Real Talk: I’m living with mental illness.

By that I don’t mean I have a bunch of adorable quirks that are misunderstood by society, or that I’ve been diagnosed with nonexistent problems by the shadowy agents of “Big Pharma,” or that sometimes I feel down but a quick jaunt in the woods cheers me right up. (Seriously, the next person who tells me “the best antidepressant” is nature or kittens or friendship or whatever is gonna get punched square in the mouth.) I mean that my brain flat-out doesn’t function properly without some kind of treatment – in my case, weekly therapy and a few daily medications.

I keep telling myself that there’s no shame in this, that some people’s brains work fine right out of the box and mine doesn’t and that my worth as a human being isn’t lessened because of that. But it’s easy for me to say there’s no shame when I’m lucky enough to have the means and support system to help me manage my illnesses; a lot of people don’t.

But even then, I’m still afraid of talking about it openly, or at least as openly as I do about other parts of my identity. And for me, it is a part of my identity. The whole way I view the world has been colored by my experience with mental illness – the difficulty focusing, the suicidal depression, the hallucinations and delusions – and all the ways it’s impacted my life. But strangely, I didn’t realize how big a part of me this is until quite recently, when I was thinking about whether or not my writing has lived up to my blog’s tagline.

A statement of purpose

Back when I was really concerned about establishing my name and “author brand,” I read some advice that said I should pick a tagline to represent me, my brand, my writing, and so on. After a lot of careful thought I came up with: “Nothing makes sense and it’s going to be okay.”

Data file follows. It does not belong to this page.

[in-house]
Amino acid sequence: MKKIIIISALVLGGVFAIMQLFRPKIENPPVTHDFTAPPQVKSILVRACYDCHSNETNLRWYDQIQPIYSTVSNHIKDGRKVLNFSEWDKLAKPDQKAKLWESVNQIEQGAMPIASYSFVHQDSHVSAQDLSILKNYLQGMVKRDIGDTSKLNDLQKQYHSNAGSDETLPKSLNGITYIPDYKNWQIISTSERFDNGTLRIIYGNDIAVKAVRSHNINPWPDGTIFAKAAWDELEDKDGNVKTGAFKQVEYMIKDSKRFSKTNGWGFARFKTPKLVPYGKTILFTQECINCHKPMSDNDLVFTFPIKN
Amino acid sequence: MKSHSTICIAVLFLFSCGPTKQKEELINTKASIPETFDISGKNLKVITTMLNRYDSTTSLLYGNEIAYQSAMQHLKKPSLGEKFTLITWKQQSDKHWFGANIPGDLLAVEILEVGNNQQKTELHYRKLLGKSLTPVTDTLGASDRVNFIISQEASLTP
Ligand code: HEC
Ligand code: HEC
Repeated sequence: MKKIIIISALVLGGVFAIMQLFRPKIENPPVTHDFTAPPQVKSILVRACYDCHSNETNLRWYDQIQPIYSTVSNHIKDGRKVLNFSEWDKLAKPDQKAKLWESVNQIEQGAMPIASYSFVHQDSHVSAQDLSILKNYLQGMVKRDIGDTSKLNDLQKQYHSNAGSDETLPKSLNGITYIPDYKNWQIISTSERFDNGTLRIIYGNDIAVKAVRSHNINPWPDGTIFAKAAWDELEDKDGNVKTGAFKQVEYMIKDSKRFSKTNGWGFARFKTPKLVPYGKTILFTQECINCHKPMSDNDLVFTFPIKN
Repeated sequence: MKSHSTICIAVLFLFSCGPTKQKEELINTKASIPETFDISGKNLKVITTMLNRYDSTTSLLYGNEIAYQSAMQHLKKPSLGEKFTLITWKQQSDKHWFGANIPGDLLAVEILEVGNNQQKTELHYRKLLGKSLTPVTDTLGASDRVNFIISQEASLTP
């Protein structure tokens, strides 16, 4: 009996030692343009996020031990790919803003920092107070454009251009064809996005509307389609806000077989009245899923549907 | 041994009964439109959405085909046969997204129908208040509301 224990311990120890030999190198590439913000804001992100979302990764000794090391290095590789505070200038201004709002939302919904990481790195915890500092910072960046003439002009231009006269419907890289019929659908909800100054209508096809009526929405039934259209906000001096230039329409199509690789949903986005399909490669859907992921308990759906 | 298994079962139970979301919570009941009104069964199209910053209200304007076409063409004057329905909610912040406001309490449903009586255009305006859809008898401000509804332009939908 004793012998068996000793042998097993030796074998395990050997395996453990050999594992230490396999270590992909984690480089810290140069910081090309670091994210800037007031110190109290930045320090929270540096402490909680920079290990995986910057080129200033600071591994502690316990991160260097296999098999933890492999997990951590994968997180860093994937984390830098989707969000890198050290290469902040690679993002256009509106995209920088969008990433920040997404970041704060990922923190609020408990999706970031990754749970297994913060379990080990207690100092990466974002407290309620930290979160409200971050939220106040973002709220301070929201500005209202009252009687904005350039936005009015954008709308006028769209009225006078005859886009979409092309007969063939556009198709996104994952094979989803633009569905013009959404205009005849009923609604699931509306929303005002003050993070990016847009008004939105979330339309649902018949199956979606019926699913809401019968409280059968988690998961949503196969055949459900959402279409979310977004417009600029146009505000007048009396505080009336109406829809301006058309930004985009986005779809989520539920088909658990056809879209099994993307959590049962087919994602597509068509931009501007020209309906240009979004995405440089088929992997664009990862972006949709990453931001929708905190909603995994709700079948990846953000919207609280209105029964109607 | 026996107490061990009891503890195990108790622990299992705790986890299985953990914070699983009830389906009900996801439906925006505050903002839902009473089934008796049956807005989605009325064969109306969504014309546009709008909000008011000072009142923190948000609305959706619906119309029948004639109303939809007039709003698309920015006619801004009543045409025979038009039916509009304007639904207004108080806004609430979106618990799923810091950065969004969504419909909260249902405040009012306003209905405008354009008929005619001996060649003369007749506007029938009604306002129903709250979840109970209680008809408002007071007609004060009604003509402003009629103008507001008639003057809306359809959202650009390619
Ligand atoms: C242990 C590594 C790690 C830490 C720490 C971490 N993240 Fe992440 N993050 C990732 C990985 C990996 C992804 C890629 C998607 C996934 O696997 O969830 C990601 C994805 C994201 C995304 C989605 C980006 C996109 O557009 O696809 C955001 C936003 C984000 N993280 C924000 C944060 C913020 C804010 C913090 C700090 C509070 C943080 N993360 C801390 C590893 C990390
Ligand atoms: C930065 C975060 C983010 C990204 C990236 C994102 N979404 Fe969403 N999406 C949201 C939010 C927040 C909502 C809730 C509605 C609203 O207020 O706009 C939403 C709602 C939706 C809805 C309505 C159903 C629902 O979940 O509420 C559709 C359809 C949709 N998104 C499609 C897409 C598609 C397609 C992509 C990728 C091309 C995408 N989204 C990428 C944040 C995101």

I picked this tagline for a fairly simple reason: it’s the message I want my writing to convey. This doesn’t mean I want every story to be meaningless randomness with a happy ending. It means that life can be strange and incomprehensible, that sometimes ridiculous or horrible things happen to us and we never find out why, but it’s still possible to survive it all and just go on living. Maybe that sounds simple to a lot of people, but as someone who spent most of their life either suicidal or having inescapable hallucinations, it means a lot to me. Simply surviving the bewildering weirdness of life isn’t always easy.

Because for me the weirdness was there all the time, whether I acknowledged it or not. It couldn’t be ignored, it couldn’t be reasoned away, and it didn’t magically disappear just because I wanted it to. For most of my life, it was my reality. But I survived and found a way to live with it. If my readers take only one thing away from my fiction, I hope it’s this: if I can live through and with my weirdness, and if my characters can do the same, maybe my readers can too.

A statement of fact

Even with treatment, I’m still living with mental illness. It’s still a part of my life; maybe it always will be. But you know what? That’s okay. It’s going to be okay. I really do believe that, and I’ll try to express it in my writing as much as I possibly can.

And as long as this is a part of who I am, I might as well be honest about it. Nothing’s going to get better unless more people are open about this kind of thing.

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